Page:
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Using string for the movement of stops, keys, couplers etc.

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  • Using string for the movement of stops, keys, couplers etc.

    Hello all,

    I am quite new to the organ world and am wanting to dabble in building one myself, a small piece with only 3 or so stops (and ranks). I was thinking of perhaps making one rank from wood (perhaps a stopped diapason?) from wood and the others from paper using the method detailed by mark wicks here, as i am relatively inexperienced in woodworking in general, while still having done some work at school. However, I also had the idea of using string or strong cord for the purpose of carrying the movement from the keys and stop knobs etc to the wind chest and stop boards. This seemed to me to be a simple way of avoiding the fiddly work of making all of the mechanisms to do this out of beams, rollers and wire etc, instead being able to run a length of cord from the key to the wind chest through a series of pulleys and tie it at each end.

    Is there a specific reason that this is not already done? It seems quite likely that it was not done when building say a large church organ because the cord would be liable to stretch or be eaten at by mice and rats, thereby meaning that the organ would have to be serviced much more often than practical. None of these reasons really apply to me, however, as I am not looking for my organ to last for hundreds of years, and now with stronger nylon threads and suchlike, as well as me being available to maintain it almost constantly, I do not see any particular reason which would not let me use this as my mechanism for stop action etc.

    Please correct me if i have made any glaring errors, and if you have any suggestions or feedback on any of the rest of the organ detailed in the above link, please feel free to reply with that as well. I am thinking of following the design for wind-chest and the rest of the organ quite closely from that link and only changing the mechanisms to cord-based.



  • #2
    String will not provide necessary feedback to the performer that their actions have been received by the chest pallets unless some kind of dual string mechanism that could transmit forces two ways could be devised. Sounds unnecessarily complex to me.


    • #3
      A little bit of stretch over a relatively long distance will quickly overcome the travel of the keys. You'll need some kind of complicated tensioner for each cord.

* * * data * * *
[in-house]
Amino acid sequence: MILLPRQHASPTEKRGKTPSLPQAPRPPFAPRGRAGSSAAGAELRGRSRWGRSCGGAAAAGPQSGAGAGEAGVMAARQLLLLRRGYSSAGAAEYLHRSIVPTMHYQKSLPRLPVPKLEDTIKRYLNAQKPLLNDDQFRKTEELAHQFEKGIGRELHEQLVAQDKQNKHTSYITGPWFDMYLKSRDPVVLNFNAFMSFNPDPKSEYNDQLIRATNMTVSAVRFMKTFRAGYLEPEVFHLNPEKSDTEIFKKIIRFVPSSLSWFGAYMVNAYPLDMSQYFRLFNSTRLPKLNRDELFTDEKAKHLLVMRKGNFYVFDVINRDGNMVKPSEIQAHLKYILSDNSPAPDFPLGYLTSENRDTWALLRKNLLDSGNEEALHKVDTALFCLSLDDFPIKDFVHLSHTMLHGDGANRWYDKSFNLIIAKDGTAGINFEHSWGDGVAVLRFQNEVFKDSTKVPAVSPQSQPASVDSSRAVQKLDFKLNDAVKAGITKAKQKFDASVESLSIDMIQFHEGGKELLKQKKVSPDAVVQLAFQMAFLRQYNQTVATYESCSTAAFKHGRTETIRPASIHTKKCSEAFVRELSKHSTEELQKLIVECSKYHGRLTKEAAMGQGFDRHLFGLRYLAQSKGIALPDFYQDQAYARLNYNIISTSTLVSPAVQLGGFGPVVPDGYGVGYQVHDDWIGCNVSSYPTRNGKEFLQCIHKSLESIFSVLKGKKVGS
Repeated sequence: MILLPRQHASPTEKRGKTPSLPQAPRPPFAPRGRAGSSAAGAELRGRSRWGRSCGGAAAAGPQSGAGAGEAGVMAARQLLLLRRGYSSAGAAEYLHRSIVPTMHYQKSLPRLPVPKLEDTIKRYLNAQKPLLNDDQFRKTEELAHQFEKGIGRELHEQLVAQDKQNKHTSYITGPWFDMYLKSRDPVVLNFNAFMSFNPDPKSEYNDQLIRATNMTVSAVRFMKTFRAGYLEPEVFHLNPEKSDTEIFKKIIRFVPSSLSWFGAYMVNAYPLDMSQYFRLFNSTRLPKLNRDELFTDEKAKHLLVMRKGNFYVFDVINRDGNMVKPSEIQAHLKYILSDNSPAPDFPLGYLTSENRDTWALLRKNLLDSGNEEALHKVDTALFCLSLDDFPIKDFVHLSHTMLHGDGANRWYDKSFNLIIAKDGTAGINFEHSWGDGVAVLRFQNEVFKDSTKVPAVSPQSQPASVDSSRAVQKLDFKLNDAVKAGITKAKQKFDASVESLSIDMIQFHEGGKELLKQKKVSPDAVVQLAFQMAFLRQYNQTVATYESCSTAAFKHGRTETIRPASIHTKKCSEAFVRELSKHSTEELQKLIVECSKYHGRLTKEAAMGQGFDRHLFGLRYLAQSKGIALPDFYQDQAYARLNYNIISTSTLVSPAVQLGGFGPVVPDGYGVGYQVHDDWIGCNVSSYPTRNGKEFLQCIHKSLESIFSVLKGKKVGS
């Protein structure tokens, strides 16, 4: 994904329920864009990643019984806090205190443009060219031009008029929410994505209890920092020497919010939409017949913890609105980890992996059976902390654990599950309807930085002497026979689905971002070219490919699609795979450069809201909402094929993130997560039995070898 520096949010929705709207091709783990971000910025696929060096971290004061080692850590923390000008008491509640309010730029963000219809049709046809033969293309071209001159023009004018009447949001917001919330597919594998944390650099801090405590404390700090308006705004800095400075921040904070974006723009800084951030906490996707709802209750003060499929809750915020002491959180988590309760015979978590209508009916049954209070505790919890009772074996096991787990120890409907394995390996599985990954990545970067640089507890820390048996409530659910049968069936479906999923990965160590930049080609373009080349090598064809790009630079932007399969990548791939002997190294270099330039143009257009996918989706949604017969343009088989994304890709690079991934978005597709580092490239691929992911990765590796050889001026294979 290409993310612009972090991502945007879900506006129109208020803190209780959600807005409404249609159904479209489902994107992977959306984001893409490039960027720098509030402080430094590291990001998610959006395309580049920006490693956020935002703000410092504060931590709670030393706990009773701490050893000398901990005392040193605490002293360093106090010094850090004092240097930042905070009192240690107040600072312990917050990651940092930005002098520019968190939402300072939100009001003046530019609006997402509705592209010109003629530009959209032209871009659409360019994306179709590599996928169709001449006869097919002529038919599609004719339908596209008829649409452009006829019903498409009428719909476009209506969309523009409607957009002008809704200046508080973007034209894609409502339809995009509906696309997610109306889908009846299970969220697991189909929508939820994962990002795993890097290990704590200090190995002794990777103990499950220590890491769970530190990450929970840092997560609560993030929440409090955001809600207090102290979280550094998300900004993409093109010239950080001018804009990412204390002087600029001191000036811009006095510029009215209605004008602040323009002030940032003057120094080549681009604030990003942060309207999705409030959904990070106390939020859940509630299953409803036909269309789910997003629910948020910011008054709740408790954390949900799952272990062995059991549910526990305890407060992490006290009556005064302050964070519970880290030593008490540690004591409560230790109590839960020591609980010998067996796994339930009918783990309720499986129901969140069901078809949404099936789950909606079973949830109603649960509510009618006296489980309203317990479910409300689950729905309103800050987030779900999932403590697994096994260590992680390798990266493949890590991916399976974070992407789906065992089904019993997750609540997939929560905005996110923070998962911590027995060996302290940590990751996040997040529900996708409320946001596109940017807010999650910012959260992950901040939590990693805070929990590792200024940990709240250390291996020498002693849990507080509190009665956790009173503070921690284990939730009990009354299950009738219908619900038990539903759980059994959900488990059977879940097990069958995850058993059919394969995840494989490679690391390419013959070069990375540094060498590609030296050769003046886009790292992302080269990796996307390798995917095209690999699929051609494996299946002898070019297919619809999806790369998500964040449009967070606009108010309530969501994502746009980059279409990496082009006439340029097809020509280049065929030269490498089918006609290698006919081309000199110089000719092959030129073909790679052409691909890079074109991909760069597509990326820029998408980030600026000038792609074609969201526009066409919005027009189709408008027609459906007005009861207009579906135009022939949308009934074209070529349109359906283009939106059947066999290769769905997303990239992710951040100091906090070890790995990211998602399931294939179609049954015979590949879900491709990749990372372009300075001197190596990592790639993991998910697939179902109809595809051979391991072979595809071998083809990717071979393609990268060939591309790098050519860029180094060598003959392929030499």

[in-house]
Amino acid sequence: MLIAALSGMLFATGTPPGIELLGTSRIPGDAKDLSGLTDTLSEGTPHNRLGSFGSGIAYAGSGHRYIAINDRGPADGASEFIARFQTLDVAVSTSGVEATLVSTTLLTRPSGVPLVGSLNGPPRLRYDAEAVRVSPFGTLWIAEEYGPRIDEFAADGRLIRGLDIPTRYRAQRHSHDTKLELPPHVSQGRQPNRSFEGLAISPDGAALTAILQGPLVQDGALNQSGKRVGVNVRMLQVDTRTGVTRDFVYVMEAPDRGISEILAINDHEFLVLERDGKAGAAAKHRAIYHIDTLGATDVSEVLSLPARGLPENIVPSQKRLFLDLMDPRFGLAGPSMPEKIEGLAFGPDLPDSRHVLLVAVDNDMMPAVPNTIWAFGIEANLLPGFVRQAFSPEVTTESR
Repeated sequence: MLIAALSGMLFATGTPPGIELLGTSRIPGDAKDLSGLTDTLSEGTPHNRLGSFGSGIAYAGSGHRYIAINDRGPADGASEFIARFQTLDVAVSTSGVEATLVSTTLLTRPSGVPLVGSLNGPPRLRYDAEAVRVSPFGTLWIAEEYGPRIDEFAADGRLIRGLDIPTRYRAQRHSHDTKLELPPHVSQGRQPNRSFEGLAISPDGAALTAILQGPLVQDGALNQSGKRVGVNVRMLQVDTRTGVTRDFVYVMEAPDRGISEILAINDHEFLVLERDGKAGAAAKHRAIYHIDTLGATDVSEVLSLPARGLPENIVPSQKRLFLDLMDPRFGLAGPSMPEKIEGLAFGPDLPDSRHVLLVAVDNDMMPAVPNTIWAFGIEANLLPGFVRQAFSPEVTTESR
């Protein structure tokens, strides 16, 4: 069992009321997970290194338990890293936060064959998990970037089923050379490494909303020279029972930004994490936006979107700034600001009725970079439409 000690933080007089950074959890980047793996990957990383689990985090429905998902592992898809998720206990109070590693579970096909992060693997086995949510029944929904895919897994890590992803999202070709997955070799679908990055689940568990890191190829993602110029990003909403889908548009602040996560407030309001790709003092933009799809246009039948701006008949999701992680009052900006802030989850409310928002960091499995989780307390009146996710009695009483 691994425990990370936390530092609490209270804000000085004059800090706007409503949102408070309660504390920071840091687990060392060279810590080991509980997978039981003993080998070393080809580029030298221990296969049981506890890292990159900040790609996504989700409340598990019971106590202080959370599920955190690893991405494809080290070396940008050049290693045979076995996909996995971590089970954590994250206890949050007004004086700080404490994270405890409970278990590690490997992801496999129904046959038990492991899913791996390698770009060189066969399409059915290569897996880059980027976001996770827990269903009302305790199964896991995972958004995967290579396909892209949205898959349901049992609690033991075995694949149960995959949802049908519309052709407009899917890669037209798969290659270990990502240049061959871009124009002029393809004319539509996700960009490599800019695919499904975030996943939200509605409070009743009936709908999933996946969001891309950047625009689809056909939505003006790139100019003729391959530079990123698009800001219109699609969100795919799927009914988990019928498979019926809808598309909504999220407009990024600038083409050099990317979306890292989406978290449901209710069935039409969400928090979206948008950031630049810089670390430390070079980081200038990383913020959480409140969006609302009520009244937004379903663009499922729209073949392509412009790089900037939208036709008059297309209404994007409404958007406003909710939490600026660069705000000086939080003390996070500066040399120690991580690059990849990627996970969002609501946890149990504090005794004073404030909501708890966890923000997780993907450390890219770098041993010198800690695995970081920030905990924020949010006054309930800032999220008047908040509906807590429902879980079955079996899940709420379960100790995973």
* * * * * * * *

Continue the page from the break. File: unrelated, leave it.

Imagine trying to fish a new cord in when one breaks.


      • #4
        Changes in direction require pulleys, pulleys will require using tensioners. Tensioners will add weight. Mice will nibble small and large instruments alike.


        • #5
          It has been done, actually. I know of one builder (now deceased) who built a few small mechanical-action organs that used nylon string to pull the pallets open. The runs have to be relatively short. String (as others have pointed out) does stretch, and pulleys are necessary to convey the key motion to the pallets. the pallet springs will provide sufficient force to keep the string (relatively) tensioned, but with no mechanical advantage (if the key moves 6 mm, the pallet will also move 6 mm (until the string stretches), so pallet sizing becomes critical, particularly in the bass registers.

          Rick in VA


          • #6
            String does stretch, but there are non-stretch alternatives. I ring bells, and the bells that I ring on just got new ropes a few weeks back. The top ends of the back four bell ropes, all for bells weighing in at over a metric ton, are made of Ultra-High-Molecular-Weight Polyethylene (brand name Dyneema), which is a zero stretch (well over seventy feet of rope mind you), and stronger per weight than steel. I'm not sure if you would be able to acquire it in the diameters required to make an organ action, but it would be worth investigating.


            • #7
              They use dyneema (and some other high-strength) strings for stunt kites. It is very stiff and strong. It can be a little finicky to tie because it is slippery. Often, the string is threaded through a nylon sleeve to make it easier to tie (and to keep the knots from sliding or coming undone).
              Home: Yamaha P22 and a modified Allen ADC-4500 ... for now.
              Church: Allen MDS-5
              Files: Allen Tone Card (TC) Database, TC Info, TC Converter, Chorus/Mixture TC Generator, ADC TC Soundfont, and MOS TC Soundfont


              • #8
                Dyneema ... dunno ... sounds expensive. Can't tie knots in it? Requires nylon sleeving? Thin gauge aluminum rod has been around forever. Easy to work with ... string I actually get. But if it can't be string, for all the reasons mentioned. Then I can't see that going to some high tech textile is an alternative. If it ain't broke ...


                • #9
                  15 bucks on Amazon seems pretty reasonable to me. Why fix it if it ain't broke? Because maybe there's a better, cheaper solution, and that's how innovation works..


                  • #10


                    • #11
                      My home organ uses very fine steel cable between the keys and the pallets. This is very fine stranded flexible cable covered with thin plastic as used in model airplanes. It is about 0.8mm overall diameter. Look for "control line model airplanes".

                      The keys are about 500-600mm long and pivot at the far end. The pallets sit straight above the keys and the cable runs straight between them. No need to tension anything, no stretch. With an organ that small you don't need very wide channels so you can keep them narrow enough so you won't need rollers.

                      It is even used in large organs. The organ in the cathedral in Brussels uses "wire" between the main part and the 2 separate pedal towers.